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Safe Streets to Schools

Introduction

Accidents near elementary schools, such as this one has drawn the attention of city employees and civic-minded individuals to the topic of pedestrian and bicycle safety.

In this notebook, we want to suggest policy actions to civic authorities of Pasadena, California that will reduce the likelihood of future accidents. We will map accident data regarding pedestrians and cyclists struck by vehicles. Then, we will determine the number of accidents that occurred within each school zone and identify the five most dangerous zones. We will present this analysis using a notebook that provides narrative context and helps stakeholders understand our methodology.

The sample uses ArcGIS API for Python to help city officials in improving pedestrian and bicycle safety near schools in the city. We will first uncover patterns in accident data using spatial analysis tool such as calculate_density, find_hot_spots and HeatmapRenderer. HeatmapRenderer highlights the capabilities of map widget to show areas where large number of accidents occurred. To visualize different category of accidents on the map, create_symbol tool plays a vital role along with functionality of renderers and arcade expressions.

As the visualizations are not enough to make policy decisions, we'll further use create_drive_time_areas and summarize_within tools to determine the number of accidents that have occurred within half mile walk distance from each school.

Since the city does not have enough funds that encompasses all school zones, we will limit our analysis to the five most vulnerable areas. So, we apply filter to identify the five most dangerous zones in which a pedestrian or cyclist was injured or killed. City officials could then suggest measures such as adding more bike lanes in these areas or change street signs to reduce accidents near schools and increase safety.

Workflow

Necessary Imports

In [1]:
%matplotlib inline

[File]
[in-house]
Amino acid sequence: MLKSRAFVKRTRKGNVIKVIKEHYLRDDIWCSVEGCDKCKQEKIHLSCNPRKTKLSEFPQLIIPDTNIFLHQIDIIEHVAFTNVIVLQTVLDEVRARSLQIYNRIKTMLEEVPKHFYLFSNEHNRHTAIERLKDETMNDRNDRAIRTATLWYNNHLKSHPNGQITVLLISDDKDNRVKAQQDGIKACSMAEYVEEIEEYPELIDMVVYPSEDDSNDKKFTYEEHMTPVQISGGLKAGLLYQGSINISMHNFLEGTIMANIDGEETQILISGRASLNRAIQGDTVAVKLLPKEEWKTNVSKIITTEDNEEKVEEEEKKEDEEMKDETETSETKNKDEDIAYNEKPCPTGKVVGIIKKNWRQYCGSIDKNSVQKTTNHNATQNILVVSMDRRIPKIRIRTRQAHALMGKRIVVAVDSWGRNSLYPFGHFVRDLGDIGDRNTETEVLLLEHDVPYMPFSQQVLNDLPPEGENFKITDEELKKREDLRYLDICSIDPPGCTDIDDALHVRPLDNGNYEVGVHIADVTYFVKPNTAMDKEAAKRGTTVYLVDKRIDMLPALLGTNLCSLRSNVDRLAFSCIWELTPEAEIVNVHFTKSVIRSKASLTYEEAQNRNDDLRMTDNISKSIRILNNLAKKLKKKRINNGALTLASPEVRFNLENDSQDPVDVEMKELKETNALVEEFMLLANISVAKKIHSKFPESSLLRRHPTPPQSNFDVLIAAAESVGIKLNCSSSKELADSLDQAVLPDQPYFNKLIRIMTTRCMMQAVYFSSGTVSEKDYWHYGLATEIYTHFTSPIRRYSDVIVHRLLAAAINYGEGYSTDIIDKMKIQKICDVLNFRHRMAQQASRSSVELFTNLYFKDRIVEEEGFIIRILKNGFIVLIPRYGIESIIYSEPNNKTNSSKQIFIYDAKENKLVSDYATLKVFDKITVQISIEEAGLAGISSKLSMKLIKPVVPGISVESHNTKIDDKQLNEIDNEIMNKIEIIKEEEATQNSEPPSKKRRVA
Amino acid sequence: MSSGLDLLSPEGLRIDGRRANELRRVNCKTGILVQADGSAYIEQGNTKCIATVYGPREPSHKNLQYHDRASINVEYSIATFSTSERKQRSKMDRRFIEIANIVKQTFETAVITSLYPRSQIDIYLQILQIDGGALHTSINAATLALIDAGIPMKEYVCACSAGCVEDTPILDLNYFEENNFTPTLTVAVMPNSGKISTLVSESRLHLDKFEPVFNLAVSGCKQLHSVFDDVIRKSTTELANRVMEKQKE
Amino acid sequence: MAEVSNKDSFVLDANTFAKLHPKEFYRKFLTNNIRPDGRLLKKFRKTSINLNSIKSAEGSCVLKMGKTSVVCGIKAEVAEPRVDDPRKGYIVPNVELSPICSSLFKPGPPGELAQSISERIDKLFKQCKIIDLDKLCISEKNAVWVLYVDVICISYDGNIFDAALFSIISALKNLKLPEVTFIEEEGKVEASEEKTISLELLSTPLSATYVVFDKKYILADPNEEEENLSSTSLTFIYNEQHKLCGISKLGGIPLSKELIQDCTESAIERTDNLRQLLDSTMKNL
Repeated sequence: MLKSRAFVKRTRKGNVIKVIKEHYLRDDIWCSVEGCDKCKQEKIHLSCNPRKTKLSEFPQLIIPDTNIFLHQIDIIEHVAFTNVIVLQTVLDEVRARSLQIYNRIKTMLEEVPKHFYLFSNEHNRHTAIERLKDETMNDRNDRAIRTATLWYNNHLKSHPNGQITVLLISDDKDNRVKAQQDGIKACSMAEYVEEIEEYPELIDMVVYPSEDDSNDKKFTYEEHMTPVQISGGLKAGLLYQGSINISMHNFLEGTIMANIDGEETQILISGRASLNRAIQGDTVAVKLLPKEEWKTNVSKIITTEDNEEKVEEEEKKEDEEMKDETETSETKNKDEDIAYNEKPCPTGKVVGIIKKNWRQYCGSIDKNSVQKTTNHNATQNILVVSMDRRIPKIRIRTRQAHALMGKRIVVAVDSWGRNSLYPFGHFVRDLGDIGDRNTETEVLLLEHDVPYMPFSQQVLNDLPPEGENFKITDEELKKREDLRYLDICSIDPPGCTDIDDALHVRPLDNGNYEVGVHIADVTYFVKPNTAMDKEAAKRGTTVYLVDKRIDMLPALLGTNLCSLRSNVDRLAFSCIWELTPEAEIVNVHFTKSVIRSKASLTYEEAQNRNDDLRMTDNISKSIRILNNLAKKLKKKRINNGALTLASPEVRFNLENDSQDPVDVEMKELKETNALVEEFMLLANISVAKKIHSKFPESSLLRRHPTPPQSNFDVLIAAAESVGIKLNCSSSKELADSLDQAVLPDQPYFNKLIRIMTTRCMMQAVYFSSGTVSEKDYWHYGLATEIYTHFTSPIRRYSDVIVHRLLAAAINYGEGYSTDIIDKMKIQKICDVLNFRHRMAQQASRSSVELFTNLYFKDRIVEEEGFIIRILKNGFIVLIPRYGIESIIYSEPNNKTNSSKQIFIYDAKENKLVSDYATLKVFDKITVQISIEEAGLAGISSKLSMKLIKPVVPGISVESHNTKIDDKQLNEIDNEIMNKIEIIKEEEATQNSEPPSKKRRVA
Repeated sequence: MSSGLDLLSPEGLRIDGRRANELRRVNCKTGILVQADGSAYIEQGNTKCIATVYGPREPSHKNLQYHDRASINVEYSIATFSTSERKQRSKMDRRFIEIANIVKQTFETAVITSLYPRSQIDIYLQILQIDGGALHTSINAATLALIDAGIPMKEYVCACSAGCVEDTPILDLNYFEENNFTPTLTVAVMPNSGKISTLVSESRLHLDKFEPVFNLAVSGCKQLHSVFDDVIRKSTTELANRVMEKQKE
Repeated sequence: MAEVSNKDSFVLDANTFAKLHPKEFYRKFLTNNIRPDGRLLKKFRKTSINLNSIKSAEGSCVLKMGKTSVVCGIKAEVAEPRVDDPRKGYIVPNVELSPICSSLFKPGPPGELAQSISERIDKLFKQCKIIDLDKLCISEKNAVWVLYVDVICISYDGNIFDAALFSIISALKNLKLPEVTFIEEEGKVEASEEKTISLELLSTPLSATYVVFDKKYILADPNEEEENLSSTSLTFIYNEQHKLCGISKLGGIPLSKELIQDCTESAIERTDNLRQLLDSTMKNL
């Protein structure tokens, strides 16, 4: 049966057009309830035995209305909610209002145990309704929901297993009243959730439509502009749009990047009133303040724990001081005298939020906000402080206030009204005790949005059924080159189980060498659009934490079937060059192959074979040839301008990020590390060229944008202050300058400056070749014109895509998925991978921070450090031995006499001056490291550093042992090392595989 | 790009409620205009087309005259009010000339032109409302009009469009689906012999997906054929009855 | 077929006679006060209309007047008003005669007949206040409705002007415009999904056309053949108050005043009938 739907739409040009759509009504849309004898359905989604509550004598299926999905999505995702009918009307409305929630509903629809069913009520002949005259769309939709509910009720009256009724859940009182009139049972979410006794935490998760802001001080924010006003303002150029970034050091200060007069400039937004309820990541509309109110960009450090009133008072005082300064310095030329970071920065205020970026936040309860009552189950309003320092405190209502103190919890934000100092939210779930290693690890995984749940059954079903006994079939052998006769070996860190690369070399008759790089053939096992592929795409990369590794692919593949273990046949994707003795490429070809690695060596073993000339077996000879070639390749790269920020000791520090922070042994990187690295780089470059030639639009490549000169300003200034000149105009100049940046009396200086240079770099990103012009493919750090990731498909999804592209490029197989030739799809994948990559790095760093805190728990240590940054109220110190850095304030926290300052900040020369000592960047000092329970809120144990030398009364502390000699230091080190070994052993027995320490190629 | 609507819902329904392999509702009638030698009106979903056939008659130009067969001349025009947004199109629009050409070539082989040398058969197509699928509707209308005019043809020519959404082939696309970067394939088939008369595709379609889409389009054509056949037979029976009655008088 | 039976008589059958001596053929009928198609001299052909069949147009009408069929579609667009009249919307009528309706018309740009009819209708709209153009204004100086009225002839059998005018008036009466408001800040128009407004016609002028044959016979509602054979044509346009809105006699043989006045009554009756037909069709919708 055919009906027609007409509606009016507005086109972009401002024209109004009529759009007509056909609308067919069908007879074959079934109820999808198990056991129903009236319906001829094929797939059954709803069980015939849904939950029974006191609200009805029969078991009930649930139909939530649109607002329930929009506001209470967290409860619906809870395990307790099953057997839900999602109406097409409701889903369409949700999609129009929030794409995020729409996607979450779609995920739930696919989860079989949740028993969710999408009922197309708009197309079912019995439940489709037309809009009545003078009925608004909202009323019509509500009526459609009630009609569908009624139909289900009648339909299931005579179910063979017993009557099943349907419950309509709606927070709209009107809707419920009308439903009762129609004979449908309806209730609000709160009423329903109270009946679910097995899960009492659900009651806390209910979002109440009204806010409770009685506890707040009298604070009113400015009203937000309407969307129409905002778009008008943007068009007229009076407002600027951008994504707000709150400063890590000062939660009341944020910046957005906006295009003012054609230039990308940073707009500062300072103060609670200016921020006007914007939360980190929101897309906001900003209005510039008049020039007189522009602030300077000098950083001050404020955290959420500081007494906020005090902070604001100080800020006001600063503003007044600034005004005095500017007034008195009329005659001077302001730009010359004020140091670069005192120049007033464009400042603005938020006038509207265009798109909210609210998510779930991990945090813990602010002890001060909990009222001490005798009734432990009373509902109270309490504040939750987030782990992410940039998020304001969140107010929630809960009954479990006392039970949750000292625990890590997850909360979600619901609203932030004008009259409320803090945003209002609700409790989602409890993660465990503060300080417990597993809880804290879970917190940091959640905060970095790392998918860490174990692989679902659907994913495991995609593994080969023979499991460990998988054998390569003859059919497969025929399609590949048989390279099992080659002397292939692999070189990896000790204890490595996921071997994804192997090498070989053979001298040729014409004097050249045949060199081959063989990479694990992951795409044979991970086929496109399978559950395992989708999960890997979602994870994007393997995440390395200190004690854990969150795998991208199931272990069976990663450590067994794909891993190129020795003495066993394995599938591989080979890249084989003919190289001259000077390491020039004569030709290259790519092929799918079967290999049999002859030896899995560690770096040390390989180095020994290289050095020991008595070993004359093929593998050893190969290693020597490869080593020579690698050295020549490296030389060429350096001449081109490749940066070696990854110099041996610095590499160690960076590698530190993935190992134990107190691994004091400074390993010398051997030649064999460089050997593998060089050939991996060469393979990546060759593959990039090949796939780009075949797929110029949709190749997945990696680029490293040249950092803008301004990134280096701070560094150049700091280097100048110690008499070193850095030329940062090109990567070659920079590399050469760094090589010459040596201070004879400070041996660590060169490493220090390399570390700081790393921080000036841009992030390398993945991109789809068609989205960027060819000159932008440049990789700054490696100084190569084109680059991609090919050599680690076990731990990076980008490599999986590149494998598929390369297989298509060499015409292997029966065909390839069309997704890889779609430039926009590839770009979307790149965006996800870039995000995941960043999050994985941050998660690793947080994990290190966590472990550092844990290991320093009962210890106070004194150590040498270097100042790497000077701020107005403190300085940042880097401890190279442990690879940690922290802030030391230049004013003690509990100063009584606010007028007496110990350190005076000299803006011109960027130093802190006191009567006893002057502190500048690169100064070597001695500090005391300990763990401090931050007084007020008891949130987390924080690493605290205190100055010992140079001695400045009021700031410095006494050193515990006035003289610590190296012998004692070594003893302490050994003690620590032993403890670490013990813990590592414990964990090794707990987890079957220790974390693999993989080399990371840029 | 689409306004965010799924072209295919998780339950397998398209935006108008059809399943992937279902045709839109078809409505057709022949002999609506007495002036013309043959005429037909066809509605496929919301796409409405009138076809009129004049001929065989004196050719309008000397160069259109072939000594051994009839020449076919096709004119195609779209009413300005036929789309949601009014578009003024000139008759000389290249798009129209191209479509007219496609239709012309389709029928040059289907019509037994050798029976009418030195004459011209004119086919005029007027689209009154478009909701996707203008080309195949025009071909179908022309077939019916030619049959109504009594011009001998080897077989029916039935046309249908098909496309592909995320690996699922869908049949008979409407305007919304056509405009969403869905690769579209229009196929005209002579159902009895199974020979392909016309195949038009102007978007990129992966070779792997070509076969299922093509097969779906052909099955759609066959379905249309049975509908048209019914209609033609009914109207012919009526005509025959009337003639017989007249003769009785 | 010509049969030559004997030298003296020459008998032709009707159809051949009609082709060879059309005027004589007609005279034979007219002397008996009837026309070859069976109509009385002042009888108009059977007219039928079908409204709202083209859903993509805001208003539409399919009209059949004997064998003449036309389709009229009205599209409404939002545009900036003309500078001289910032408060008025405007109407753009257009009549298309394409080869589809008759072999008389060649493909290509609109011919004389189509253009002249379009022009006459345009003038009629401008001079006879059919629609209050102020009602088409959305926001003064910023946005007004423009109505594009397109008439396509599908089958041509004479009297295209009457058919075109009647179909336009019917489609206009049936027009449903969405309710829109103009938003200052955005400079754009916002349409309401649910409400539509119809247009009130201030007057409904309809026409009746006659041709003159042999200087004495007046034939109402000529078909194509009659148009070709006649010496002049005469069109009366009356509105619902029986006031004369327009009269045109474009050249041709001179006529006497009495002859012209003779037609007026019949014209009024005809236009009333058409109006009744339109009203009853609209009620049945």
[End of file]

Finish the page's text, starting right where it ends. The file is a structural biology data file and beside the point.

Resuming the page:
import pandas as pd
from datetime import datetime
import matplotlib.pyplot as plt
from IPython.display import display

from arcgis.gis import GIS
from arcgis.features.analyze_patterns import calculate_density
from arcgis.features.analyze_patterns import find_hot_spots
from arcgis.mapping.symbol import create_symbol
from arcgis.features.use_proximity import create_drive_time_areas
from arcgis.features.summarize_data import summarize_within

Connect to your ArcGIS Online organization

Connect to the GIS via an existing profile or creating a new connection by e.g. gis = GIS("https://www.arcgis.com", "arcgis_python", "P@ssword123")

In [2]:
gis = GIS(profile="your_online_profile")

Get the data for the analysis

Search for the Traffic Collisions layer. You can specify the owner's name as "api_data_owner" to get more specific results.

In [3]:
items = gis.content.search('title:Traffic Collisions, owner:api_data_owner', 'feature layer')
In [4]:
items[0]
Out[4]:
Traffic Collisions
Traffic collisions in Pasadena, California, since 2008.Feature Layer Collection by api_data_owner
Last Modified: April 26, 2019
0 comments, 24 views
In [5]:
item = items[0]

The item shows all accidents that occurred in Pasadena during the past decade.

We can print the names of the layers in this item and assign them to variables that will be used in our analysis

The code below prints name of layers.

In [6]:
for lyr in item.layers:
    print(lyr.properties.name)
collisions

Since the item is a Feature Layer Collection, accessing the layers property gives us a list of FeatureLayer objects. The collisions layer is the only layer in this item.

In [7]:
collisions = item.layers[0]
In [8]:
m1 = gis.map('Pasadena, California')
m1
Out[8]: